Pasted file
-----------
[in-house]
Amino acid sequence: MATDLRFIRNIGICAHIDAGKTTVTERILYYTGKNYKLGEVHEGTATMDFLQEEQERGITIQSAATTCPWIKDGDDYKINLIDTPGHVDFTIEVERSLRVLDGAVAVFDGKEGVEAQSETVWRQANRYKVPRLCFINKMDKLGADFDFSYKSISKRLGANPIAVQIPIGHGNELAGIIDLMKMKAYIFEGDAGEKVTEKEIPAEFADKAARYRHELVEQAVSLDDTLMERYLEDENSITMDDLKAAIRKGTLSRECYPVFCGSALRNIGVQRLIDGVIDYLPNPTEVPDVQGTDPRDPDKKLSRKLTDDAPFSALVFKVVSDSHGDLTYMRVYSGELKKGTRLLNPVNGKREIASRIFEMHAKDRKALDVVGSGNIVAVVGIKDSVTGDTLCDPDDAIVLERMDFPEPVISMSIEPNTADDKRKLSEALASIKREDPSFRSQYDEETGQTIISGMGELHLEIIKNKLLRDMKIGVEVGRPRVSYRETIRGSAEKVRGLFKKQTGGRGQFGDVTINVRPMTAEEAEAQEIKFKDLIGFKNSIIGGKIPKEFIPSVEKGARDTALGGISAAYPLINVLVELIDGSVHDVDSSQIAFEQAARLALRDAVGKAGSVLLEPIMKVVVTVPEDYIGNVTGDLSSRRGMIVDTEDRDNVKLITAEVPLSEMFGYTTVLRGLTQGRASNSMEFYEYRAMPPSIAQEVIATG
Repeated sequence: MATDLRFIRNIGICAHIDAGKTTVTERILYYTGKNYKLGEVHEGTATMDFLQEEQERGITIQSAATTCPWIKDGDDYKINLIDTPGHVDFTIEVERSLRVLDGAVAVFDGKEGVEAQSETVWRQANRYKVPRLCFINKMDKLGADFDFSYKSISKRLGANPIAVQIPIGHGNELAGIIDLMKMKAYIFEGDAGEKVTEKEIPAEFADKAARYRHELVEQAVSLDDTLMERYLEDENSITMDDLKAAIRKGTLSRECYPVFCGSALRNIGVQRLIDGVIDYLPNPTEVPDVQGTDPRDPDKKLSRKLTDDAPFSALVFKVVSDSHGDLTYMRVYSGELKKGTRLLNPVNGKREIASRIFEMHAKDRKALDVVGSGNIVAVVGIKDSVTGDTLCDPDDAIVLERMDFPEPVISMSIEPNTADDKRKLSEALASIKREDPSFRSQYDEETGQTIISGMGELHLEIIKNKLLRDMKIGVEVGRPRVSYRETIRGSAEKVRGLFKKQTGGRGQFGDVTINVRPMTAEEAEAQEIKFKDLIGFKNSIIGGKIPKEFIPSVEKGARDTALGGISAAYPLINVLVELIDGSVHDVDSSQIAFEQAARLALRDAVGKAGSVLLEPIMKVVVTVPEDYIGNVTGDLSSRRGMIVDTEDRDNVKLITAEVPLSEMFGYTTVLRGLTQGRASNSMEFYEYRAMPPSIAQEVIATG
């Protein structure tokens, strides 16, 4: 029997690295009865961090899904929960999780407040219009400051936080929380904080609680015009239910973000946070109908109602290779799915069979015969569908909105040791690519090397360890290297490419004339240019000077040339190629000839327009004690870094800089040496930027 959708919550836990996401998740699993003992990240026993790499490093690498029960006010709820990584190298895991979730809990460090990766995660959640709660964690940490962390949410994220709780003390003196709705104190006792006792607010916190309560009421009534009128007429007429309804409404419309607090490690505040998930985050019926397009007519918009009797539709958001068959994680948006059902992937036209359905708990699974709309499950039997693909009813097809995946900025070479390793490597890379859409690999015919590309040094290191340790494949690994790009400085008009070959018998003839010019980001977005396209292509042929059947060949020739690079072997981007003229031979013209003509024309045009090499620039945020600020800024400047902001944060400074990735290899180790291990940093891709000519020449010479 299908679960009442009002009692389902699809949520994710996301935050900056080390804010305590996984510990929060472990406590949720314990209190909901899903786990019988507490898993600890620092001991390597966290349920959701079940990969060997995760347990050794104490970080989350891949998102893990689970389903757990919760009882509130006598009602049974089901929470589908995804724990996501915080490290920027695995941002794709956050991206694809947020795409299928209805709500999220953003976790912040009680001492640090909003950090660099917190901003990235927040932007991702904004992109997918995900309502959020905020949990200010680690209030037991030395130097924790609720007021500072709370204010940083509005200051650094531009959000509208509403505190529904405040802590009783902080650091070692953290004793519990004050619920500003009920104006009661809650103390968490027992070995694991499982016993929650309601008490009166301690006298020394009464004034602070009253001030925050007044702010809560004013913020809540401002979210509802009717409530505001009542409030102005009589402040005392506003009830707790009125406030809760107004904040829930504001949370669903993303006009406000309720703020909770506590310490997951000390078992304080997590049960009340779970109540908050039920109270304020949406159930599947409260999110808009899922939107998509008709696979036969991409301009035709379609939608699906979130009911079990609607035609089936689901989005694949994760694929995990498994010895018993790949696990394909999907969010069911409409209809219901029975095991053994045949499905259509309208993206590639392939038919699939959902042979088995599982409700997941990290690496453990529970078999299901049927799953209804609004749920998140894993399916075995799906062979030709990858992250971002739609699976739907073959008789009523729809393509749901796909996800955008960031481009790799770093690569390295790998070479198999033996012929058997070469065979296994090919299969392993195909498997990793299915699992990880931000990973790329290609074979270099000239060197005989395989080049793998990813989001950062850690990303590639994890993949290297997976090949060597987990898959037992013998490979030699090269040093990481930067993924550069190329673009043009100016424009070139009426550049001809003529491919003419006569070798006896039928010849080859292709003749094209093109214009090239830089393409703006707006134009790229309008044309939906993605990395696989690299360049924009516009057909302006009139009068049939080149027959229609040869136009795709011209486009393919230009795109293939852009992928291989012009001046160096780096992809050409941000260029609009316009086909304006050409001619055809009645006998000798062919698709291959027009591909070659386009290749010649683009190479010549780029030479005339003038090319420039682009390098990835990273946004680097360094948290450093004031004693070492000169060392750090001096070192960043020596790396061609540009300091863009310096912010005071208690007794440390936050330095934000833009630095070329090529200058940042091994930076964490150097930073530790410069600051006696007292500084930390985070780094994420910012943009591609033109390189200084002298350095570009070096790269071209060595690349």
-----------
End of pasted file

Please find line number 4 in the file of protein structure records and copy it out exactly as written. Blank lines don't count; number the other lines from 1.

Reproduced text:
């Protein structure tokens, strides 16, 4: 029997690295009865961090899904929960999780407040219009400051936080929380904080609680015009239910973000946070109908109602290779799915069979015969569908909105040791690519090397360890290297490419004339240019000077040339190629000839327009004690870094800089040496930027 959708919550836990996401998740699993003992990240026993790499490093690498029960006010709820990584190298895991979730809990460090990766995660959640709660964690940490962390949410994220709780003390003196709705104190006792006792607010916190309560009421009534009128007429007429309804409404419309607090490690505040998930985050019926397009007519918009009797539709958001068959994680948006059902992937036209359905708990699974709309499950039997693909009813097809995946900025070479390793490597890379859409690999015919590309040094290191340790494949690994790009400085008009070959018998003839010019980001977005396209292509042929059947060949020739690079072997981007003229031979013209003509024309045009090499620039945020600020800024400047902001944060400074990735290899180790291990940093891709000519020449010479 299908679960009442009002009692389902699809949520994710996301935050900056080390804010305590996984510990929060472990406590949720314990209190909901899903786990019988507490898993600890620092001991390597966290349920959701079940990969060997995760347990050794104490970080989350891949998102893990689970389903757990919760009882509130006598009602049974089901929470589908995804724990996501915080490290920027695995941002794709956050991206694809947020795409299928209805709500999220953003976790912040009680001492640090909003950090660099917190901003990235927040932007991702904004992109997918995900309502959020905020949990200010680690209030037991030395130097924790609720007021500072709370204010940083509005200051650094531009959000509208509403505190529904405040802590009783902080650091070692953290004793519990004050619920500003009920104006009661809650103390968490027992070995694991499982016993929650309601008490009166301690006298020394009464004034602070009253001030925050007044702010809560004013913020809540401002979210509802009717409530505001009542409030102005009589402040005392506003009830707790009125406030809760107004904040829930504001949370669903993303006009406000309720703020909770506590310490997951000390078992304080997590049960009340779970109540908050039920109270304020949406159930599947409260999110808009899922939107998509008709696979036969991409301009035709379609939608699906979130009911079990609607035609089936689901989005694949994760694929995990498994010895018993790949696990394909999907969010069911409409209809219901029975095991053994045949499905259509309208993206590639392939038919699939959902042979088995599982409700997941990290690496453990529970078999299901049927799953209804609004749920998140894993399916075995799906062979030709990858992250971002739609699976739907073959008789009523729809393509749901796909996800955008960031481009790799770093690569390295790998070479198999033996012929058997070469065979296994090919299969392993195909498997990793299915699992990880931000990973790329290609074979270099000239060197005989395989080049793998990813989001950062850690990303590639994890993949290297997976090949060597987990898959037992013998490979030699090269040093990481930067993924550069190329673009043009100016424009070139009426550049001809003529491919003419006569070798006896039928010849080859292709003749094209093109214009090239830089393409703006707006134009790229309008044309939906993605990395696989690299360049924009516009057909302006009139009068049939080149027959229609040869136009795709011209486009393919230009795109293939852009992928291989012009001046160096780096992809050409941000260029609009316009086909304006050409001619055809009645006998000798062919698709291959027009591909070659386009290749010649683009190479010549780029030479005339003038090319420039682009390098990835990273946004680097360094948290450093004031004693070492000169060392750090001096070192960043020596790396061609540009300091863009310096912010005071208690007794440390936050330095934000833009630095070329090529200058940042091994930076964490150097930073530790410069600051006696007292500084930390985070780094994420910012943009591609033109390189200084002298350095570009070096790269071209060595690349």